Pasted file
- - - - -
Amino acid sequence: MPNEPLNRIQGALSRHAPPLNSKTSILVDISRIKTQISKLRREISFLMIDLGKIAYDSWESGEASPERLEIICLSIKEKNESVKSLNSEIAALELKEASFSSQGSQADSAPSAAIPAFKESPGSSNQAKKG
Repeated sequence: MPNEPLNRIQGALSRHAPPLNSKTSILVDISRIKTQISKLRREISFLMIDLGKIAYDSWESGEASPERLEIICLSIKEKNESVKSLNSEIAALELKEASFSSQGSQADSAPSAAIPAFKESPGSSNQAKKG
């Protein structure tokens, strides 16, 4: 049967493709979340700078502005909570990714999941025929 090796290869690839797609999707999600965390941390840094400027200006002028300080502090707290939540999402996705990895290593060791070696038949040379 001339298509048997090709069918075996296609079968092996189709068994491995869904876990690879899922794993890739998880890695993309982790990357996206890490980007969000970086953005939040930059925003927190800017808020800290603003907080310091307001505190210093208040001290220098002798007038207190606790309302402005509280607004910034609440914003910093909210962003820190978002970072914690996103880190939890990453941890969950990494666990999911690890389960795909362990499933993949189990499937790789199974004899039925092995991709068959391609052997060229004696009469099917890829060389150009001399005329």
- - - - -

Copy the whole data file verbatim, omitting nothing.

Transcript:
Amino acid sequence: MPNEPLNRIQGALSRHAPPLNSKTSILVDISRIKTQISKLRREISFLMIDLGKIAYDSWESGEASPERLEIICLSIKEKNESVKSLNSEIAALELKEASFSSQGSQADSAPSAAIPAFKESPGSSNQAKKG
Repeated sequence: MPNEPLNRIQGALSRHAPPLNSKTSILVDISRIKTQISKLRREISFLMIDLGKIAYDSWESGEASPERLEIICLSIKEKNESVKSLNSEIAALELKEASFSSQGSQADSAPSAAIPAFKESPGSSNQAKKG
């Protein structure tokens, strides 16, 4: 049967493709979340700078502005909570990714999941025929 090796290869690839797609999707999600965390941390840094400027200006002028300080502090707290939540999402996705990895290593060791070696038949040379 001339298509048997090709069918075996296609079968092996189709068994491995869904876990690879899922794993890739998880890695993309982790990357996206890490980007969000970086953005939040930059925003927190800017808020800290603003907080310091307001505190210093208040001290220098002798007038207190606790309302402005509280607004910034609440914003910093909210962003820190978002970072914690996103880190939890990453941890969950990494666990999911690890389960795909362990499933993949189990499937790789199974004899039925092995991709068959391609052997060229004696009469099917890829060389150009001399005329």